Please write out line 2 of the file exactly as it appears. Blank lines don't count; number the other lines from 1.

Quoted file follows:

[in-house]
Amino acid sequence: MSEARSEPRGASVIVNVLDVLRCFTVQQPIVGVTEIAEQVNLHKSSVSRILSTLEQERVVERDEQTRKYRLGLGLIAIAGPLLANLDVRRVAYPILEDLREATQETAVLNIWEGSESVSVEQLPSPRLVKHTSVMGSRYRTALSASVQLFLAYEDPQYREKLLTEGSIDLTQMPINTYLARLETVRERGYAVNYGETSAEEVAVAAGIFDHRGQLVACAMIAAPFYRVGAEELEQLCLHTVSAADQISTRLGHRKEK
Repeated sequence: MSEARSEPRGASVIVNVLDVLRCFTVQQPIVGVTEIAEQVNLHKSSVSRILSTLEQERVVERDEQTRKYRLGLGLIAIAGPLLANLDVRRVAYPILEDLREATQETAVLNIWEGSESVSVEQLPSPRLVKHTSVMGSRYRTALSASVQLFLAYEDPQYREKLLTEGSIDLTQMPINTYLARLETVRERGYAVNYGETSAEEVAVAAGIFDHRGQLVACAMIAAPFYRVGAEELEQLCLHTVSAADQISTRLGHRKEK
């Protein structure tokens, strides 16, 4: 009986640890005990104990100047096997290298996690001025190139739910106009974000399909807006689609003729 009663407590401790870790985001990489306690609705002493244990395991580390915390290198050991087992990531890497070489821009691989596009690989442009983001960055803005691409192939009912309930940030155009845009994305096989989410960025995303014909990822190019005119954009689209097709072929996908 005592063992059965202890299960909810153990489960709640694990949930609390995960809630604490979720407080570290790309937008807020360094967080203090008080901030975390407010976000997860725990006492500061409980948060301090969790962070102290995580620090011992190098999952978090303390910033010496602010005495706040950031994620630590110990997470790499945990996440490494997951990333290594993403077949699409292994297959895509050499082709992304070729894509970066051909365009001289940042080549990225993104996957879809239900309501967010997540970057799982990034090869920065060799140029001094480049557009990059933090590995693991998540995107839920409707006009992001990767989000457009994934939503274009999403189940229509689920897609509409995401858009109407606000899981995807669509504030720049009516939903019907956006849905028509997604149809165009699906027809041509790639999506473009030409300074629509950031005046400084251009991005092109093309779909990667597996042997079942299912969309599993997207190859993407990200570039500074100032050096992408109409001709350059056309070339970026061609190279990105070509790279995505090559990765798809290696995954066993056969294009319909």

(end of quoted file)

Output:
Amino acid sequence: MSEARSEPRGASVIVNVLDVLRCFTVQQPIVGVTEIAEQVNLHKSSVSRILSTLEQERVVERDEQTRKYRLGLGLIAIAGPLLANLDVRRVAYPILEDLREATQETAVLNIWEGSESVSVEQLPSPRLVKHTSVMGSRYRTALSASVQLFLAYEDPQYREKLLTEGSIDLTQMPINTYLARLETVRERGYAVNYGETSAEEVAVAAGIFDHRGQLVACAMIAAPFYRVGAEELEQLCLHTVSAADQISTRLGHRKEK